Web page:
Lessons From the Past Help Fukushima Students Rebuild

To encourage Fukushima Prefecture’s younger generation as they recover from the aftermath of the March 2011 earthquake and tsunami, International Medical Corps and its local partner, The People, sent 15 junior high and high school students from Iwaki City on a 6-day tour to Minamata City. Known for a mercury poisoning disaster in the 1950s and 1960s in which poisonous wastewater was released into Minamata Bay causing thousands of local inhabitants to fall ill, Minamata is now a leader in Japan’s efforts to become environmentally friendly. Through a wide range of recycling and environmental programs, Minamata has overcome its negative history and now serves as an ideal place to study the process of rebuilding following an environmental disaster.

During their trip to Minamata, the Fukushima students participated in a series of educational tours, met with local educators and junior high school students, and spent time experiencing the natural beauty of the local environment. They also had a meeting with the Governor of Kumamoto Prefecture with whom they shared some of their experiences in Fukushima and learned lessons they could take back with them to Iwaki City.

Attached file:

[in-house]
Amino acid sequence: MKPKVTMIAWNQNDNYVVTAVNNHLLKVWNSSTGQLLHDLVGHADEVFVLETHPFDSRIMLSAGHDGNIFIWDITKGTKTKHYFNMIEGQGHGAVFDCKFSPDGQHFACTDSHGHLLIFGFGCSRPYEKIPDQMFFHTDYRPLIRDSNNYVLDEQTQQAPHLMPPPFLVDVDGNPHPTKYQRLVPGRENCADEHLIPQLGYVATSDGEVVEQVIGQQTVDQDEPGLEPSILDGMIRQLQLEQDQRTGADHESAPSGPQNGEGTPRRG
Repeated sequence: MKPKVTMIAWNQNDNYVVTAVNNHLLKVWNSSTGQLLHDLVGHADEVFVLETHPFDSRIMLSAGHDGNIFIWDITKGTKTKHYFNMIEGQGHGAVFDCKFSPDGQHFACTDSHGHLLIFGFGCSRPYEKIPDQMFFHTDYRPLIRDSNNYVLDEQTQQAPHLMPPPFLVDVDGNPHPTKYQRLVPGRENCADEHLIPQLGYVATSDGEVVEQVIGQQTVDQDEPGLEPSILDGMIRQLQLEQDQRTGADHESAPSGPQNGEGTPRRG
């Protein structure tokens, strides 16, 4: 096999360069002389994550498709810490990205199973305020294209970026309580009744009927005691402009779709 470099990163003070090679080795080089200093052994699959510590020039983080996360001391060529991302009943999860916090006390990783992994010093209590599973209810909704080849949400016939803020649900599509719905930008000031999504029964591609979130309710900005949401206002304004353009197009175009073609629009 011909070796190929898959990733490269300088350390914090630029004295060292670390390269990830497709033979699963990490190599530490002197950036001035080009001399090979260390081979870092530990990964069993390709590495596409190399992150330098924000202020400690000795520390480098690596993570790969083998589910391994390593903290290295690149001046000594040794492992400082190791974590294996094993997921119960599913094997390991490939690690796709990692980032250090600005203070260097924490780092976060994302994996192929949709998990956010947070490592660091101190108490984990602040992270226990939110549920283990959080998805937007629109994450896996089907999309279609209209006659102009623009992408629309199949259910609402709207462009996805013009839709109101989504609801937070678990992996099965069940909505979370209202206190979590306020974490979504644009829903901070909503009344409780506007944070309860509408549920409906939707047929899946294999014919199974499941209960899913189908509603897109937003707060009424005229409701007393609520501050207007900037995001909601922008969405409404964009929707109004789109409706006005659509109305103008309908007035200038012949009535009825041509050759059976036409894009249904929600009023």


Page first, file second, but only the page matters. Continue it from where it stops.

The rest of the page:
“I learned that it took many years for Minamata to overcome the effects of their disaster, and to do so it needed the strength of the local people,” said Yuka, one of the students.

Through these educational tours and ongoing partnerships with Japanese organizations, International Medical Corps aims to ease the recovery process for the people of Fukushima so that one day they may serve as an example of overcoming adversity like their counterparts in Minamata.

“We believe Fukushima’s recovery is in our hands,” said Yuka. “And we will continue to volunteer our time to make this happen.”

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